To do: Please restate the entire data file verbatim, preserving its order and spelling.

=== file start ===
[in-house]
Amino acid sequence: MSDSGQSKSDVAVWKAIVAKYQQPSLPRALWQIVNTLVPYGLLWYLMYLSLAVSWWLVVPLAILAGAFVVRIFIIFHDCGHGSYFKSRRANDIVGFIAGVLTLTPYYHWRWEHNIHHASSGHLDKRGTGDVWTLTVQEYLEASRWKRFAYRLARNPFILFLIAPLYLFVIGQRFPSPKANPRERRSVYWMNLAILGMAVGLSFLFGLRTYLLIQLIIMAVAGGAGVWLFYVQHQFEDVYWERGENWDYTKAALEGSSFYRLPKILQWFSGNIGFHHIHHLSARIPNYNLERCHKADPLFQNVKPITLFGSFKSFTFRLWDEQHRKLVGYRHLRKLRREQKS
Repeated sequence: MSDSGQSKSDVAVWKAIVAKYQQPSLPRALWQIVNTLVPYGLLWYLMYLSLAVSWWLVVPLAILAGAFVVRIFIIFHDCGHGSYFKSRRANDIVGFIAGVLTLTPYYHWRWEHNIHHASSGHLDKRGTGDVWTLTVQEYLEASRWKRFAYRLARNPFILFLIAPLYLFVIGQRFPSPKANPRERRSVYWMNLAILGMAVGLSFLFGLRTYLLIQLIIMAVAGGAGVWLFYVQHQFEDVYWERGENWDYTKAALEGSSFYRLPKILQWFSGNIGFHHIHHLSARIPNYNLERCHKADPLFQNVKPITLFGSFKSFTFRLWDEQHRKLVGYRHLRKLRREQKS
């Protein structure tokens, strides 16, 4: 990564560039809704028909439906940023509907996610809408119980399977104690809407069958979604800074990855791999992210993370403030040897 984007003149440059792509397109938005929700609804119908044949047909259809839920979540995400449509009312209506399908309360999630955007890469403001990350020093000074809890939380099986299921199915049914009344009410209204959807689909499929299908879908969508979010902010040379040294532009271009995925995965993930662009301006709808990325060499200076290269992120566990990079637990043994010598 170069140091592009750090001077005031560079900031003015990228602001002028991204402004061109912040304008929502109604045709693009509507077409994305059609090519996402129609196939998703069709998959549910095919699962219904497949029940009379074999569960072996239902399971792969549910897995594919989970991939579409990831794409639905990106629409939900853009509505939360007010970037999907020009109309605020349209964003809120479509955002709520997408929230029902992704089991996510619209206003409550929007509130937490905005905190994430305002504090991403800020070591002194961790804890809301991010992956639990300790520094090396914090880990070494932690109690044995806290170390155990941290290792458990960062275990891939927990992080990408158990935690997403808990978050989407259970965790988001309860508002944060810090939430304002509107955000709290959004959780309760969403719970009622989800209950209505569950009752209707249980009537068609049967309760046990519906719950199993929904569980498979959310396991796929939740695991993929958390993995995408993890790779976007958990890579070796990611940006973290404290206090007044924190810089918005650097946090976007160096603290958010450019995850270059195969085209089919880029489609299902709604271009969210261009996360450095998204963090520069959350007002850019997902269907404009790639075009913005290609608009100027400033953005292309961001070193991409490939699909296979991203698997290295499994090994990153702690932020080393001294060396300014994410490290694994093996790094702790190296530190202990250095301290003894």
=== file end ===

[in-house]
Amino acid sequence: MSDSGQSKSDVAVWKAIVAKYQQPSLPRALWQIVNTLVPYGLLWYLMYLSLAVSWWLVVPLAILAGAFVVRIFIIFHDCGHGSYFKSRRANDIVGFIAGVLTLTPYYHWRWEHNIHHASSGHLDKRGTGDVWTLTVQEYLEASRWKRFAYRLARNPFILFLIAPLYLFVIGQRFPSPKANPRERRSVYWMNLAILGMAVGLSFLFGLRTYLLIQLIIMAVAGGAGVWLFYVQHQFEDVYWERGENWDYTKAALEGSSFYRLPKILQWFSGNIGFHHIHHLSARIPNYNLERCHKADPLFQNVKPITLFGSFKSFTFRLWDEQHRKLVGYRHLRKLRREQKS
Repeated sequence: MSDSGQSKSDVAVWKAIVAKYQQPSLPRALWQIVNTLVPYGLLWYLMYLSLAVSWWLVVPLAILAGAFVVRIFIIFHDCGHGSYFKSRRANDIVGFIAGVLTLTPYYHWRWEHNIHHASSGHLDKRGTGDVWTLTVQEYLEASRWKRFAYRLARNPFILFLIAPLYLFVIGQRFPSPKANPRERRSVYWMNLAILGMAVGLSFLFGLRTYLLIQLIIMAVAGGAGVWLFYVQHQFEDVYWERGENWDYTKAALEGSSFYRLPKILQWFSGNIGFHHIHHLSARIPNYNLERCHKADPLFQNVKPITLFGSFKSFTFRLWDEQHRKLVGYRHLRKLRREQKS
């Protein structure tokens, strides 16, 4: 990564560039809704028909439906940023509907996610809408119980399977104690809407069958979604800074990855791999992210993370403030040897 984007003149440059792509397109938005929700609804119908044949047909259809839920979540995400449509009312209506399908309360999630955007890469403001990350020093000074809890939380099986299921199915049914009344009410209204959807689909499929299908879908969508979010902010040379040294532009271009995925995965993930662009301006709808990325060499200076290269992120566990990079637990043994010598 170069140091592009750090001077005031560079900031003015990228602001002028991204402004061109912040304008929502109604045709693009509507077409994305059609090519996402129609196939998703069709998959549910095919699962219904497949029940009379074999569960072996239902399971792969549910897995594919989970991939579409990831794409639905990106629409939900853009509505939360007010970037999907020009109309605020349209964003809120479509955002709520997408929230029902992704089991996510619209206003409550929007509130937490905005905190994430305002504090991403800020070591002194961790804890809301991010992956639990300790520094090396914090880990070494932690109690044995806290170390155990941290290792458990960062275990891939927990992080990408158990935690997403808990978050989407259970965790988001309860508002944060810090939430304002509107955000709290959004959780309760969403719970009622989800209950209505569950009752209707249980009537068609049967309760046990519906719950199993929904569980498979959310396991796929939740695991993929958390993995995408993890790779976007958990890579070796990611940006973290404290206090007044924190810089918005650097946090976007160096603290958010450019995850270059195969085209089919880029489609299902709604271009969210261009996360450095998204963090520069959350007002850019997902269907404009790639075009913005290609608009100027400033953005292309961001070193991409490939699909296979991203698997290295499994090994990153702690932020080393001294060396300014994410490290694994093996790094702790190296530190202990250095301290003894």